The name of Mohsen Makhmalbaf is almost synonymous with the dramatic rise of Iranian cinema in the aftermath of the Islamic Revolution, and over the last quarter of a century, his career as filmmaker and writer has reflected the tumultuous history of his homeland and the fate of its neighbours. Hamid Dabashi draws from his friendship with Makhmalbaf, as well as his direct involvement with Makhmalbaf's films and thought, to give us this deeply engaging book on the tumultuous life and spectacular career of a great filmmaker. This is also the account of Makhmalbaf's transformation, from committed Muslim revolutionary, who was jailed for his part in the revolution, into an artistic humanist of great energy and elegance. His films, including "The Peddler" and "The Time for Love", "Salaam Cinema", "Gabbeh", "Silence" and "Kandahar", confound conventional genres and are always surprising. They represent his own journey and take part in it, in ways that Dabashi explores with great insight. Makhmalbaf's cinematic career started in Iran and has since expanded into Turkey, Tajikistan, Afghanistan, Pakistan, India and into Europe.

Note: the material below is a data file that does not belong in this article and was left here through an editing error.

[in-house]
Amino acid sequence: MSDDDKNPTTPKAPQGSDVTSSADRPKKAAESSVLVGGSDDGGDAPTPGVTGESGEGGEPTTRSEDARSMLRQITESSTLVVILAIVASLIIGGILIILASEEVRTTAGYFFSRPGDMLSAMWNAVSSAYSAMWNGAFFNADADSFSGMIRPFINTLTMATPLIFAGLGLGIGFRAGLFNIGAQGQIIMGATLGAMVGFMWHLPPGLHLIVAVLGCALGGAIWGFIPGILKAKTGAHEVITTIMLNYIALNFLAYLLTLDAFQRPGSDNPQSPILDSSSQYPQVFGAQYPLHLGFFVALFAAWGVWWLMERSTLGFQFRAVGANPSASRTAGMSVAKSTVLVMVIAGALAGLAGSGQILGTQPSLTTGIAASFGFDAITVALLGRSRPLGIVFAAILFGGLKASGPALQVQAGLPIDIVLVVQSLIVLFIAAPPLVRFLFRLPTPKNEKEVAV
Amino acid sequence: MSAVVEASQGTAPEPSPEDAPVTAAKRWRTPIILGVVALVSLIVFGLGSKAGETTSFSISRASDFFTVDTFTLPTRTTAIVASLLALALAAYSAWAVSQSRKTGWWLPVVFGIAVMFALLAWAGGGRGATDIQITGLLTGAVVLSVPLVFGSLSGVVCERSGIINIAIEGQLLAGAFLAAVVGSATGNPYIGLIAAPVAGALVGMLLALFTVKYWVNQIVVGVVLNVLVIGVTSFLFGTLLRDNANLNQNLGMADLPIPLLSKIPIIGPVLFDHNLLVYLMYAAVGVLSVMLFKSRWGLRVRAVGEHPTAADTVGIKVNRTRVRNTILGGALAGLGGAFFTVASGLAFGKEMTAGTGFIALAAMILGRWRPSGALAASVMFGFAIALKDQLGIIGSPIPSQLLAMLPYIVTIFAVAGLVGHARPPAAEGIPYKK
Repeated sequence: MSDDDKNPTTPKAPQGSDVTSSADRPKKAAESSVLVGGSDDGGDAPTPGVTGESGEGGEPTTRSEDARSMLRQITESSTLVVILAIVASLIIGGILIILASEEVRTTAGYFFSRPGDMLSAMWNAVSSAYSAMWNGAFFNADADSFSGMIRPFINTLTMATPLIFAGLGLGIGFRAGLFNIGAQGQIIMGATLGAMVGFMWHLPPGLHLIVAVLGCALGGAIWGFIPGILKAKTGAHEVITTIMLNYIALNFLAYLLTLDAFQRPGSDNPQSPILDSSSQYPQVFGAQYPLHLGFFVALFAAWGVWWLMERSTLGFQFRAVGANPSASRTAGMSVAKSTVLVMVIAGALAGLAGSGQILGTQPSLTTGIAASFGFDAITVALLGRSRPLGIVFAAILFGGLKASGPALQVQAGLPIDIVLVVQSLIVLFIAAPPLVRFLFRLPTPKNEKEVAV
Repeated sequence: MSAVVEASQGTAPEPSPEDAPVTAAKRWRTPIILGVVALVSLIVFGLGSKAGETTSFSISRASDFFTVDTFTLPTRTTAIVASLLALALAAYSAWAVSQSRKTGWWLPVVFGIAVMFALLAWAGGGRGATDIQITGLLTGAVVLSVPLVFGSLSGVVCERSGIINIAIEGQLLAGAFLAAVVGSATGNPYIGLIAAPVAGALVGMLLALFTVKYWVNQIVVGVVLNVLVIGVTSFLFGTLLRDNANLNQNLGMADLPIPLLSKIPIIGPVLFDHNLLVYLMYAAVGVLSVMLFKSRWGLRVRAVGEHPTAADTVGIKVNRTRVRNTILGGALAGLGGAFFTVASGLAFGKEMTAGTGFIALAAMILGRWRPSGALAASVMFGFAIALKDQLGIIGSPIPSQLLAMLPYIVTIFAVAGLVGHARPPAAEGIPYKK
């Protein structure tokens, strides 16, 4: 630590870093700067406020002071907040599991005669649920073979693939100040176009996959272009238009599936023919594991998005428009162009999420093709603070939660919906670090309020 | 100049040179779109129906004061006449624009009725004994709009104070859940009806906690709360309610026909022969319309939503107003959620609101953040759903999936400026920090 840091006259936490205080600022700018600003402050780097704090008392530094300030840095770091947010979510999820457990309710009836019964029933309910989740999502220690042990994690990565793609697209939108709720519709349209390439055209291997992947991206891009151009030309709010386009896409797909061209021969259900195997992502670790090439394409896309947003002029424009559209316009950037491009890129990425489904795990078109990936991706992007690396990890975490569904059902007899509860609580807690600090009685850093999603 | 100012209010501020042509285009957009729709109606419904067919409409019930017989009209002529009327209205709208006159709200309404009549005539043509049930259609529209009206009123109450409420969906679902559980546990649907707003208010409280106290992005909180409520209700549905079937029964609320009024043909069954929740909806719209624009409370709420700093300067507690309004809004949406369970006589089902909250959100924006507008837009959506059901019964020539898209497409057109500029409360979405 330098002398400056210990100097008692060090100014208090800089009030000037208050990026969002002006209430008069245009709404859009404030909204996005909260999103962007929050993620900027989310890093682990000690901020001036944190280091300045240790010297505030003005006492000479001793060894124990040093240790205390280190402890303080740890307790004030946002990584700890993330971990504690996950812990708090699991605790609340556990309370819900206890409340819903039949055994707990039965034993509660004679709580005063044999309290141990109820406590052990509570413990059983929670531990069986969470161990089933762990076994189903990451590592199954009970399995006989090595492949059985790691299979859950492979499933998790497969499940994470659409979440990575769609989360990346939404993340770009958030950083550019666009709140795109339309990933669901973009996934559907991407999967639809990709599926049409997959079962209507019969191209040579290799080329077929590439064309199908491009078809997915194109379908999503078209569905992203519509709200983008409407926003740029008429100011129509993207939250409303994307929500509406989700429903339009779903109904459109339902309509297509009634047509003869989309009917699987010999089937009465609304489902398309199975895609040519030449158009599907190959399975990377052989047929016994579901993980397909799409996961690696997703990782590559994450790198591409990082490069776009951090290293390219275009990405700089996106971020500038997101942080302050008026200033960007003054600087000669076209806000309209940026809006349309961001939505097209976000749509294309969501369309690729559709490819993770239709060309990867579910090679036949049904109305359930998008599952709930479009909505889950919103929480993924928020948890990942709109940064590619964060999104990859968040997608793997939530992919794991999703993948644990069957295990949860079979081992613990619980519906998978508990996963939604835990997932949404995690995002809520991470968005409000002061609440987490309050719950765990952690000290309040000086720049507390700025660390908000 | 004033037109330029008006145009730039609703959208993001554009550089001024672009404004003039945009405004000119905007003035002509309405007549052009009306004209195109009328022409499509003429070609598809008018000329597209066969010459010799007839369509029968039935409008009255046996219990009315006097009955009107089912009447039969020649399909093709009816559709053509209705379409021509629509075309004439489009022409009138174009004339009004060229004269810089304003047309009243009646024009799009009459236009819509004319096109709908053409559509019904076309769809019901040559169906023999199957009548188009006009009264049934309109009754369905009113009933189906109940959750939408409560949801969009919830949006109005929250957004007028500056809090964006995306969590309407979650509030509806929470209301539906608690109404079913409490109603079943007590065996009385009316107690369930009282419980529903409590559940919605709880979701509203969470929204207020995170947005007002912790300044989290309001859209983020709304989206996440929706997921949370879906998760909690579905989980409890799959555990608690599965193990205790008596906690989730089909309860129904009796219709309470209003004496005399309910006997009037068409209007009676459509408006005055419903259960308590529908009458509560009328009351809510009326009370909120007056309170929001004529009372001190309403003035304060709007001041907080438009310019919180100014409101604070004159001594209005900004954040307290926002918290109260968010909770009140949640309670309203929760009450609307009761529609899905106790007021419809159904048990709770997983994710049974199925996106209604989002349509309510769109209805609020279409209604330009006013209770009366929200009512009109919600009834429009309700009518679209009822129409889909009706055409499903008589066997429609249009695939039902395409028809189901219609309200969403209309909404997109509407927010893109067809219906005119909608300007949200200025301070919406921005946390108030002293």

Dabashi uncovers how, moving across boundaries, Makhmalbaf's creative genius can illuminate our contemporary world. And this book is in part the story of a friendship. As Mohsen Makhmalbaf writes in its Preface: 'Hamid Dabashi - this pious atheist friend of mine, the man who loves cinema and hates art, this political activist who abhors politics, this thinking, pondering, critical intellect...I have learned much from him. Perhaps he too, has learned from me. The times he and I have spent together have been occasions of discovery and illumination.'